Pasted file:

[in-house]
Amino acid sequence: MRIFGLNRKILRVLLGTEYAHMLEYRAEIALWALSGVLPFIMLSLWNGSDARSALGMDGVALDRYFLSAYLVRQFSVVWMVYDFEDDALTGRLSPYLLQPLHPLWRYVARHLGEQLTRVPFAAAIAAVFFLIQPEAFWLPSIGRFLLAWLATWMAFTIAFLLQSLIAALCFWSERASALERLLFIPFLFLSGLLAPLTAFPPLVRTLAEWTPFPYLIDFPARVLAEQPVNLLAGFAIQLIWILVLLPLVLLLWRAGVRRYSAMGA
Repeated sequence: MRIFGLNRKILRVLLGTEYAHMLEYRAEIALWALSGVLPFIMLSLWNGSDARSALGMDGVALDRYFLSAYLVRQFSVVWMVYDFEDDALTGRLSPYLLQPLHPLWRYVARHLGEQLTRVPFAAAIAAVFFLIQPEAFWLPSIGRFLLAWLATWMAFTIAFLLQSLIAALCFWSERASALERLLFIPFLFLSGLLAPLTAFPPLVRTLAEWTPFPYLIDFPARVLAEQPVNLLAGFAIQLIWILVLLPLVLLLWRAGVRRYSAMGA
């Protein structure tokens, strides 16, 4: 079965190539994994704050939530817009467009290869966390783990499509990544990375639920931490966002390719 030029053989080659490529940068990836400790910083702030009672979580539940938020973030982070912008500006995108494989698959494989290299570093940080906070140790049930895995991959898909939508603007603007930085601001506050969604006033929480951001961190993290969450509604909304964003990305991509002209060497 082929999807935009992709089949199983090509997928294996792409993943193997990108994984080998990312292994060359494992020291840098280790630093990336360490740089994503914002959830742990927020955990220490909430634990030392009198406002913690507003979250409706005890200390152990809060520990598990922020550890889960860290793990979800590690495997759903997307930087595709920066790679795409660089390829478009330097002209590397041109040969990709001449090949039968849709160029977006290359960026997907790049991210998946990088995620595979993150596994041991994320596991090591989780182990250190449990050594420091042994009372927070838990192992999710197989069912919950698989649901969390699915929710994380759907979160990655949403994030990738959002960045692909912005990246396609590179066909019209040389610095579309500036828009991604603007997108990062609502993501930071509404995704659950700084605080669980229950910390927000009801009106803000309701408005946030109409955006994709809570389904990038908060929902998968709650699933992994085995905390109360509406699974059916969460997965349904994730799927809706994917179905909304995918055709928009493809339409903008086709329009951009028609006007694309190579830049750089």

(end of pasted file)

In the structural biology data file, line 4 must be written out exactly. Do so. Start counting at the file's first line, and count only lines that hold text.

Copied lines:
């Protein structure tokens, strides 16, 4: 079965190539994994704050939530817009467009290869966390783990499509990544990375639920931490966002390719 030029053989080659490529940068990836400790910083702030009672979580539940938020973030982070912008500006995108494989698959494989290299570093940080906070140790049930895995991959898909939508603007603007930085601001506050969604006033929480951001961190993290969450509604909304964003990305991509002209060497 082929999807935009992709089949199983090509997928294996792409993943193997990108994984080998990312292994060359494992020291840098280790630093990336360490740089994503914002959830742990927020955990220490909430634990030392009198406002913690507003979250409706005890200390152990809060520990598990922020550890889960860290793990979800590690495997759903997307930087595709920066790679795409660089390829478009330097002209590397041109040969990709001449090949039968849709160029977006290359960026997907790049991210998946990088995620595979993150596994041991994320596991090591989780182990250190449990050594420091042994009372927070838990192992999710197989069912919950698989649901969390699915929710994380759907979160990655949403994030990738959002960045692909912005990246396609590179066909019209040389610095579309500036828009991604603007997108990062609502993501930071509404995704659950700084605080669980229950910390927000009801009106803000309701408005946030109409955006994709809570389904990038908060929902998968709650699933992994085995905390109360509406699974059916969460997965349904994730799927809706994917179905909304995918055709928009493809339409903008086709329009951009028609006007694309190579830049750089």